We immediately spot two groups of figures, styled in a way commonly used by Kandinsky. He would concentrate on line only, with no solid form. These characters would therefore be added after the other bright tones of colour. In the far left we also find some white outlines that could possibly depict the outside of a building, perhaps even a small town. Those unfamiliar with Kandinsky would struggle to find anything identifiable here, but with our knowledge of his other Improvisations as well as the themes used in other paintings throughout his career we can start to understand his visual language. That said, there are still plenty of question marks remaining on this piece, which is also relatively less famous than some of his major artworks such as Composition IV, Composition VI and Composition VII. There may well be greater documentation around Improvisation 19 available in German that has yet to be translated, and hopefully that might change in the future because of the international nature of this artist's prominence.
This was an artist who could claim to have mastered colour, going to great lengths to understand the different methods of constructing a palette. Few outside of the art world are aware of the amount of theoretical studies that can be completed by artists, if they so desire. Some prefer to work without any of these considerations, but Kandinsky was a very thoughtful artist despite the relatively random, expressive nature of some of his work. It would therefore be easy to misunderstand his approach, for those who are unaware of his background and also the way in which his style developed over time. Thankfully, his own career, plus those related to it, are still held in a very high regard today and so knowledge of what he achieved has spread far and wide. Head to the German city of Munich to see this piece, alongside a number of other parts of the Improvisation series.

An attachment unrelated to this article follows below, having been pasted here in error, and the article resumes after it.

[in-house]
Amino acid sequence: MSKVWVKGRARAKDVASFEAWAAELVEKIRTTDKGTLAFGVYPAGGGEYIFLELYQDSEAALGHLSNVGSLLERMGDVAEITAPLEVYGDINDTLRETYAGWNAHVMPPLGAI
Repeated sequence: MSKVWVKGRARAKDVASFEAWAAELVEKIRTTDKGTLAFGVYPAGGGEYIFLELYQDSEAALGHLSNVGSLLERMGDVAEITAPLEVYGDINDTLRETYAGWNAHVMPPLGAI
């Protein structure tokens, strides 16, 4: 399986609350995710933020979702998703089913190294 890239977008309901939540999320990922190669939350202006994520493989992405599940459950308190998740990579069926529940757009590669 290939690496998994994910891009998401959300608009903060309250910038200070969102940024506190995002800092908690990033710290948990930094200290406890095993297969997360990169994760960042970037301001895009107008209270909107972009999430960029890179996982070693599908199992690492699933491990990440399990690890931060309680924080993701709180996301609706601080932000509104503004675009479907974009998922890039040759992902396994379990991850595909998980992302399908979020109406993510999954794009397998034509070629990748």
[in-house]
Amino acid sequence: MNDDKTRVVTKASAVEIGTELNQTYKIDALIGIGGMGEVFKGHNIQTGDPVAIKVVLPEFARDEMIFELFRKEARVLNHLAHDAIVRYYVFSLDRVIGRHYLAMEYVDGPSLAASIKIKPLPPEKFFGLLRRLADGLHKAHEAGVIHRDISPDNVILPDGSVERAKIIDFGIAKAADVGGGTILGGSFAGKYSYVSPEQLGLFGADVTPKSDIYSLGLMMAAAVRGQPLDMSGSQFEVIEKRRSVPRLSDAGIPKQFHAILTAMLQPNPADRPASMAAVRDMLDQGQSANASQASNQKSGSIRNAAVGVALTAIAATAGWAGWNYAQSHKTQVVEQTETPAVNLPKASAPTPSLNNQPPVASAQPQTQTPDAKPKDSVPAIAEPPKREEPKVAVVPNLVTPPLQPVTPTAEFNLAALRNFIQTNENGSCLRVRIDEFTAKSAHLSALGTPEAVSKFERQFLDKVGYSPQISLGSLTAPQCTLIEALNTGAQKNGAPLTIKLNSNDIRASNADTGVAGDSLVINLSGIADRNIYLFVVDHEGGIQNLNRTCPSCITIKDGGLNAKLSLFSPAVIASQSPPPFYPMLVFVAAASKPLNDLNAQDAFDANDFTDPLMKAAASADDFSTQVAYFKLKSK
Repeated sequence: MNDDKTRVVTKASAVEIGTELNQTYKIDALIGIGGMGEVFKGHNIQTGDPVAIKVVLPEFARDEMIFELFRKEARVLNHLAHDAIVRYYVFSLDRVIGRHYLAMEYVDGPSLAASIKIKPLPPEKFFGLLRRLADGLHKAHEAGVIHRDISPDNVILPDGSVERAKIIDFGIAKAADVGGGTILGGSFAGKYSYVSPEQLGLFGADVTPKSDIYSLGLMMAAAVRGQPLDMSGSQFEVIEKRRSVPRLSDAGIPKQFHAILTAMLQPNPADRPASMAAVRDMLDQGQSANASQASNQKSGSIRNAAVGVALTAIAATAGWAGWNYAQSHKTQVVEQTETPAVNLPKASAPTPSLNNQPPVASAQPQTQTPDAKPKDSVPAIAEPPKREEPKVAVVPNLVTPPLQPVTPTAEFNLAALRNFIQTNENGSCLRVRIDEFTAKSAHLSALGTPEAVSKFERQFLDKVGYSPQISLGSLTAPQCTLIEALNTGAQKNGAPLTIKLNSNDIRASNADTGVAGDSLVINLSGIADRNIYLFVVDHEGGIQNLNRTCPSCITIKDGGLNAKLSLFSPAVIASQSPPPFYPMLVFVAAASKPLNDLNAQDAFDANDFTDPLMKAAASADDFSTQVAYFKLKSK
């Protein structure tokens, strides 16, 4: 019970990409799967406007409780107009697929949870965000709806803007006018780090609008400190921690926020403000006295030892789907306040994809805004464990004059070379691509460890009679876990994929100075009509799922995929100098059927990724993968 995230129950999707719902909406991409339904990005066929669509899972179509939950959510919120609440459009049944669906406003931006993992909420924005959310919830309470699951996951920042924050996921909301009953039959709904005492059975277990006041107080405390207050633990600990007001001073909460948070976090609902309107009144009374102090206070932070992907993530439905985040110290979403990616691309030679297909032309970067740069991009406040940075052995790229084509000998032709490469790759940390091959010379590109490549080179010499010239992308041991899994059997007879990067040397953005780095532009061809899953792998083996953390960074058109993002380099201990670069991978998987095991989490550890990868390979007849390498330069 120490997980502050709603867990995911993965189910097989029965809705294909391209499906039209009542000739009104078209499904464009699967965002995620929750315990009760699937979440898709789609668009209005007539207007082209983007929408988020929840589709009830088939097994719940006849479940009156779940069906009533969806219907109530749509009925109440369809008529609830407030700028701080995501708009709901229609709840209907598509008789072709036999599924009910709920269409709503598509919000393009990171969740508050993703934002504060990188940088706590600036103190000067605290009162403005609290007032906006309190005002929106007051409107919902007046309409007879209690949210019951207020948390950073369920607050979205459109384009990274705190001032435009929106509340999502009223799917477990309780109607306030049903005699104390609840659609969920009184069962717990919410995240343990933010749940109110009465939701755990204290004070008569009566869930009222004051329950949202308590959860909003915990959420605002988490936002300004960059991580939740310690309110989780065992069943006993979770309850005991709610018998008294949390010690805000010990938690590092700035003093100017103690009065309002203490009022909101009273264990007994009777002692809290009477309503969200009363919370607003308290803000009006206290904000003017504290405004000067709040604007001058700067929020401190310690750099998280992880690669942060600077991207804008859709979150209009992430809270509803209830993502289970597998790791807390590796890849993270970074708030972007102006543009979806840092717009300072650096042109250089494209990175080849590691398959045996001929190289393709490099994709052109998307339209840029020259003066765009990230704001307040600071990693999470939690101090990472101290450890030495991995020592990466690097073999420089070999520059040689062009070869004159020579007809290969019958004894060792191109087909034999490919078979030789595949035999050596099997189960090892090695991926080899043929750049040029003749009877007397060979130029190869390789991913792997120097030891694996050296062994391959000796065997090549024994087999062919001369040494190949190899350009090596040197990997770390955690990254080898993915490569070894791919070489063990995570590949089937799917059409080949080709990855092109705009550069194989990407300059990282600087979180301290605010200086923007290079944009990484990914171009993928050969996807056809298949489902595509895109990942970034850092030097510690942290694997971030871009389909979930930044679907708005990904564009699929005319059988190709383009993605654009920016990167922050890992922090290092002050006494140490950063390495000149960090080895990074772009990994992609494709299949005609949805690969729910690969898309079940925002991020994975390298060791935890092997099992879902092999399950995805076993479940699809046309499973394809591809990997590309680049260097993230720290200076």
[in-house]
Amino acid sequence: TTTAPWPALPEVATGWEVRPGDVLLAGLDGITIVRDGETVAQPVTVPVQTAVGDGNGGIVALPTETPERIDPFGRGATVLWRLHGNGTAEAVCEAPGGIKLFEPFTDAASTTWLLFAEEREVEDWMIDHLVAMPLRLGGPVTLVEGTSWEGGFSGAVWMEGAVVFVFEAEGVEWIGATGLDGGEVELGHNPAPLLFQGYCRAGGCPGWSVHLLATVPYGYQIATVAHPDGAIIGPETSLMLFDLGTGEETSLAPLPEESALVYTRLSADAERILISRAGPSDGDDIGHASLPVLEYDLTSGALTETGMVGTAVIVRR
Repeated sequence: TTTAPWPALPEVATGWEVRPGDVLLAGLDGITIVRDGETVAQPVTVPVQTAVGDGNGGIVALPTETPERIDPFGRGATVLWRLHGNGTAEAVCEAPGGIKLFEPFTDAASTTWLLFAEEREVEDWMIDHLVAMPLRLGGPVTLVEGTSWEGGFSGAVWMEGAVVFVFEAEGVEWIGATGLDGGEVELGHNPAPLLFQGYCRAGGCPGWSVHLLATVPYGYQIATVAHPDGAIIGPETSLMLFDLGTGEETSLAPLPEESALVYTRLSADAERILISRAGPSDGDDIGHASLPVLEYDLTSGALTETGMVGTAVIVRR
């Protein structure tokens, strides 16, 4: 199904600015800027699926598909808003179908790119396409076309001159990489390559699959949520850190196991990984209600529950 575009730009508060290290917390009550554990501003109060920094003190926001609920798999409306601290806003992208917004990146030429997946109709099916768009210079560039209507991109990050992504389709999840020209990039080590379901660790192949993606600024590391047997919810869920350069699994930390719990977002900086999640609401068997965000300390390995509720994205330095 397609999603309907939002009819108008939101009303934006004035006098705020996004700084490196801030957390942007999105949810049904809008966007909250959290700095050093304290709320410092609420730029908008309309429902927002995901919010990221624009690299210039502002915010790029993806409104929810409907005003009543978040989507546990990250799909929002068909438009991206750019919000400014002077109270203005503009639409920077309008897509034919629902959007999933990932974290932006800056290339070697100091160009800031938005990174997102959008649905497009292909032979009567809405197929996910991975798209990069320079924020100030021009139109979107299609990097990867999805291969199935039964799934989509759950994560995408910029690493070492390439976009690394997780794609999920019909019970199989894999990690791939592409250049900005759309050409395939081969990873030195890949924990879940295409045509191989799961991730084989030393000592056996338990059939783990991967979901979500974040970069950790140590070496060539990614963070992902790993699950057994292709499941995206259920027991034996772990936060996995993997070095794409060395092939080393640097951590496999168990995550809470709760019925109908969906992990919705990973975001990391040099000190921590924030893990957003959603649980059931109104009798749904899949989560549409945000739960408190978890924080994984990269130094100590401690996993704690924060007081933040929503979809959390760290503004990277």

Munich offers some excellent items from this artist's career and you might spot some lesser known artworks, such as this one, that you had not come across before. The city also offers some more traditional artists as well from in and around this nation, such as Durer and Cranach. German art itself is exceptionally diverse, both leading and following at different periods of European art. In a slight change from other nations, the work of these great artists is fairly well distributed around the nation, rather than just having items on display in one or two major cities. This allows a better quality of provincial museums and galleries too, so most large towns in Germany should offer some of these great names.